The judge Scott McAfee before a final decision!

Both sides in Georgia’s high-profile election-interference case involving former President Trump are preparing their final arguments over whether Fulton County District Attorney Fani Willis should be disqualified over her personal relationship with a special prosecutor on the case, Nathan Wade.

After a drama-filled two-day hearing on the motion to disqualify Willis, the public is now waiting for the next steps.

First up is an on-camera hearing with Judge Scott McAfee and the defense’s so-called “star witness,” Terrence Bradley. A source confirmed this hearing has been set for Monday, Feb. 26.

Bradley could barely get a word out during his testimony last Friday as lawyers from the state, as well as Bradley’s own lawyer, both called out objections to nearly every question.

The arguments centered on whether Bradley’s testimony would violate attorney-client privilege, since he was Wade’s divorce lawyer for a time.

Anthony Kreis, a law professor at Georgia State University, described the little information Bradley was able to share in open court as “basically a dud.”

However, what is said behind closed doors in the upcoming hearing could change that. The judge is likely to determine whether Bradley’s answers actually break attorney-client privilege and how much weight to give any testimony that ends up being admissible.

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After that, a final hearing is expected, during which the state and defense would summarize their evidence and present their final arguments on the issue. Multiple sources told this will likely be scheduled for sometime next week, but an exact date is still being finalized.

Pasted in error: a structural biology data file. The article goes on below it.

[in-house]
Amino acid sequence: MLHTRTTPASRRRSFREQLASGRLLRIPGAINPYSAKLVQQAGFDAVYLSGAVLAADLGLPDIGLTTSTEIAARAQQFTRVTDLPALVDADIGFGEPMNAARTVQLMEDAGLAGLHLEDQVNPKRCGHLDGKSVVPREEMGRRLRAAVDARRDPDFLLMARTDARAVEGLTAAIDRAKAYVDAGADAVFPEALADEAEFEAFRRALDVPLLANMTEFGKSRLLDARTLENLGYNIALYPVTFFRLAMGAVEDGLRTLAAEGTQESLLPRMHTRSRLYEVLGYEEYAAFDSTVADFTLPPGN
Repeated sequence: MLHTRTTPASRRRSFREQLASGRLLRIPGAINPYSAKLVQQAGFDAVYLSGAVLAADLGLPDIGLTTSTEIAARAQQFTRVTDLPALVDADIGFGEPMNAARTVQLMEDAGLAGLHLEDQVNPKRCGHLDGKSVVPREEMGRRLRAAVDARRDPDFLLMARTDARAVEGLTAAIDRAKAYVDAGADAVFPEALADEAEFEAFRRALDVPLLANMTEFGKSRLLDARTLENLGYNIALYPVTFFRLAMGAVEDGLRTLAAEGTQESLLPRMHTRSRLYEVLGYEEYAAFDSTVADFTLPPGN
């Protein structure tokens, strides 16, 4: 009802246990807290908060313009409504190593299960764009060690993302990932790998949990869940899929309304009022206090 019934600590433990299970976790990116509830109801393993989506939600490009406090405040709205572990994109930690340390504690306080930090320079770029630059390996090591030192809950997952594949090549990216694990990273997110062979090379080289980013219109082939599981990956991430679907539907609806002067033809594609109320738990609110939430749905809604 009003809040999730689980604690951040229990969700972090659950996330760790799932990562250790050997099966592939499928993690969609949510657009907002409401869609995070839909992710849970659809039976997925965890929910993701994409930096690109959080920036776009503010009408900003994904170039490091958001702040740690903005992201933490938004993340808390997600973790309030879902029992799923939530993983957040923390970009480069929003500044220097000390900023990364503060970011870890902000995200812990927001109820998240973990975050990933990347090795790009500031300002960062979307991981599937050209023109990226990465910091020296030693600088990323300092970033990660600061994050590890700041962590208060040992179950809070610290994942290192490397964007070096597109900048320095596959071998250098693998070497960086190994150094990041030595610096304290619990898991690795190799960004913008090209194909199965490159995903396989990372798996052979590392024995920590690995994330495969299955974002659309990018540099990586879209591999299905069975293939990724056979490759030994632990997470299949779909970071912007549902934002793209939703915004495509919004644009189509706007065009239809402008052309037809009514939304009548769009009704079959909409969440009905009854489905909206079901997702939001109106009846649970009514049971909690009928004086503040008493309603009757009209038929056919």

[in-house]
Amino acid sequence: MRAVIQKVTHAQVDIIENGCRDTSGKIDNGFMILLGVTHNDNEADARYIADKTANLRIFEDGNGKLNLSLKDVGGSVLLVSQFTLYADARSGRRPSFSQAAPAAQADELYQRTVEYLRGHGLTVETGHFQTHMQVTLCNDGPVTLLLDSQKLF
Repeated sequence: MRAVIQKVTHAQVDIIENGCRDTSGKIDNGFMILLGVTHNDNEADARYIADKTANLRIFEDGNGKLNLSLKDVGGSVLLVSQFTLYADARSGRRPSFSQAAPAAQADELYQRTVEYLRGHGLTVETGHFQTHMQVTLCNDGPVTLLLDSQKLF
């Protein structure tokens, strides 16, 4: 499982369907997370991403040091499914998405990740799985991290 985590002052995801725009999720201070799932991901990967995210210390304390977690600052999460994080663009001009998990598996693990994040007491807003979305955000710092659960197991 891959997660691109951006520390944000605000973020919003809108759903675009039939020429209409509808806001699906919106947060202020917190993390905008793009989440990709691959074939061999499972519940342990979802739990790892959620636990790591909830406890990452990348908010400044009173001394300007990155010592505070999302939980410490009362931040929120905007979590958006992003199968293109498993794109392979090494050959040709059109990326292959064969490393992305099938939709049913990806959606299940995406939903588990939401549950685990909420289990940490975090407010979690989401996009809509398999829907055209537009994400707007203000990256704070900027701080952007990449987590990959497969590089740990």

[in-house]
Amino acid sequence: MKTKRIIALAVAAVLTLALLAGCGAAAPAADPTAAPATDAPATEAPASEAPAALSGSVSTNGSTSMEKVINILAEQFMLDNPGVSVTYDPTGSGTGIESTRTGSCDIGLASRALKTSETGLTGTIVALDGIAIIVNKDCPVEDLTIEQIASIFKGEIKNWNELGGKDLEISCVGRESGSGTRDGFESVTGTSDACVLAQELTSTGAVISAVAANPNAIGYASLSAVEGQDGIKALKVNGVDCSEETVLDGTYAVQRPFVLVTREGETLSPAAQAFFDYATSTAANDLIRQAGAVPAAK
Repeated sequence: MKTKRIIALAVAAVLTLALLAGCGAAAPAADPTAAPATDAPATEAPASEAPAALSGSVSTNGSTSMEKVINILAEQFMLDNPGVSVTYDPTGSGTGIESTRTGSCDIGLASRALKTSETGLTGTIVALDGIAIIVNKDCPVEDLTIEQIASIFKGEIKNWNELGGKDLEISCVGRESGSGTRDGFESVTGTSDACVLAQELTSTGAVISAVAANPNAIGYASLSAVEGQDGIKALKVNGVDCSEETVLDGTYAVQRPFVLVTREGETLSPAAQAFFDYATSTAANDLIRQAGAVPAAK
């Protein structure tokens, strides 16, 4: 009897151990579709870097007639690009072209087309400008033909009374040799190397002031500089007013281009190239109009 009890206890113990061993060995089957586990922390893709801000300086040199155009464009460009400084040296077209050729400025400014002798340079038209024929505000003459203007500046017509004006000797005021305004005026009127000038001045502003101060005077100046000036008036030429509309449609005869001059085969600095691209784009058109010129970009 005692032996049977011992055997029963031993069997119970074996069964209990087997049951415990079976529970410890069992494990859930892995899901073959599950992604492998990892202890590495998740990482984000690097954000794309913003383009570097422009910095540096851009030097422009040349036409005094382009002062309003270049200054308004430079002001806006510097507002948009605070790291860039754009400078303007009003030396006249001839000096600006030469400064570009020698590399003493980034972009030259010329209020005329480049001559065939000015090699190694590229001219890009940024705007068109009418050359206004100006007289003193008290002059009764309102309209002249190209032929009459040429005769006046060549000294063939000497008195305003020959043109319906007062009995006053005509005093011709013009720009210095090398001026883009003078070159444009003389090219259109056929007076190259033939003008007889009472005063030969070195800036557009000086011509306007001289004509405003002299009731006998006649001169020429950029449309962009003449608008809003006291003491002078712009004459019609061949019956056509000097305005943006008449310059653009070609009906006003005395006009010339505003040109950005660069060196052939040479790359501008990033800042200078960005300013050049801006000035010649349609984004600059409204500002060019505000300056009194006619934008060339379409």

The prosecution stated that it wanted the judge to use the standard of an actual conflict needing to be proven, while the defense has argued that even an appearance of conflict is enough to disqualify Willis.

“Judge McAfee is really in a pretty, I think, unenviable position of having to wade through the law, wade through this particular case… and then make a decision accordingly,” Kreis explained.

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The bottom-line questions are whether Willis’ relationship with Wade appeared to create a conflict of interest in the case, if there was an actual conflict of interest, and which legal standard the judge would believe is the right one to use.

Kreis said typically, the standard for prosecutors would be a concrete conflict of interest. He suggested that if that was what the judge were to choose in this case, “there’s an unlikely scenario the DA’s office will get kicked off the case,” considering the evidence presented in hearings so far.

Regardless of the outcome, it is very likely an appeal will be filed immediately, according to Kreis.

Under Georgia law, defense attorneys could file what is called a “certificate of review.” This is essentially a court filing asking the judge if they could appeal his decision. If the judge were to say yes, it would go to the Georgia Court of Appeals. If the judge were to decline, then the defense would have to wait until after the entire trial is over before they could bring it to the state appeals court.

Still, Kreis noted, “The appeals court here in Georgia doesn’t necessarily have to take it up, so it’s discretionary on their part, as well.”

He said he believed, though, that McAfee would grant any appeal because of his “by-the-books” approach to the case so far. “He seems to understand that this case is so important and that everything should be followed methodically.”

It is unlikely McAfee will rule from the bench, Kreis said. He anticipated a more detailed ruling filled with supporting legal memorandum, rather than a definitive decision from the bench.